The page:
You are driving at a reasonable constant velocity in a van with a windshield tilted 120o relative to the horizontal. As you pass under a utility worker fixing a power line, the worker’s wallet falls onto the windshield. Determine the acceleration needed by the van so that the wallet stays in place if frictional forces are negligible.
The situation is represented in the free-body diagram attached to this answer.
We see that there are only two forces acting on the wallet:
- The force of gravity, downward, of magnitude , where m is the mass of the wallet and g is the acceleration due to gravity
- The normal reaction of the windshield on the wallet, N, in the direction perpendicular to the windshield
Resolving the normal reaction into the two directions - horizontal and vertical - the two equations of motion are:
is the angle between the horizontal and the normal reaction
is the horizontal acceleration of the van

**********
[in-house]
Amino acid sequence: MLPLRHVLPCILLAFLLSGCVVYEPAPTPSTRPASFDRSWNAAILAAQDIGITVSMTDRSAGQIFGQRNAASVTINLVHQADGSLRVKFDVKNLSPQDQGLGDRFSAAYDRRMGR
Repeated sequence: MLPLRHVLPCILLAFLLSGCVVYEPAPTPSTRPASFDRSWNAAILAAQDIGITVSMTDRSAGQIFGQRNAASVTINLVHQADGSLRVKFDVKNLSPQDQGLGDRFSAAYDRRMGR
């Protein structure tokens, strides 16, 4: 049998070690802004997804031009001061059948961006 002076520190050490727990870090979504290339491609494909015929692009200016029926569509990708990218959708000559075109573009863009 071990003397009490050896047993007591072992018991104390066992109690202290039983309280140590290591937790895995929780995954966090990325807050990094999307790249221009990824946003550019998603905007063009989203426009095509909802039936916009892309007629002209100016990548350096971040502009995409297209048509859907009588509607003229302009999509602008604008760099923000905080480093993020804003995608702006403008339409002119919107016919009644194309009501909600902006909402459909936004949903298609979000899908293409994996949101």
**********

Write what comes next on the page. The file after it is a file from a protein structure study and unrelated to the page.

We can rewrite eq.(1) as
And dividing by eq(2),
And solving for a, we find the acceleration of the van:
The vectors are broken into components in orthogonal directions.The orthogonal vector components are treated independently of each other.
The acceleration of van is a= 11 m/s ²
We can solve this problem based on its accelerations , The acceleration due to gravity will have two components relative to the windshield, parallel and perpendicular, given by
g║= g sin θ
g⊥ = g cosθ
The acceleration due to van will also have same two components , but the acceleration is along the horizontal, than vertical the trig functions will be opposite what they were for gravity.
a║= a cos θ
a⊥= a sin θ
To isolate the van's acceleration
a= g sin (θ) ± μs cos (θ) / cos (θ) ± μs sin (θ)
θ = 180°- 120°
We can assume that van is not decelerating with 30 g's and giving the acceleration of the van as
a= 11 m/s²
no simpler subs form complex ones. synthesise = make
we need to know the time interval during which the force acts. impulse of force = momentum change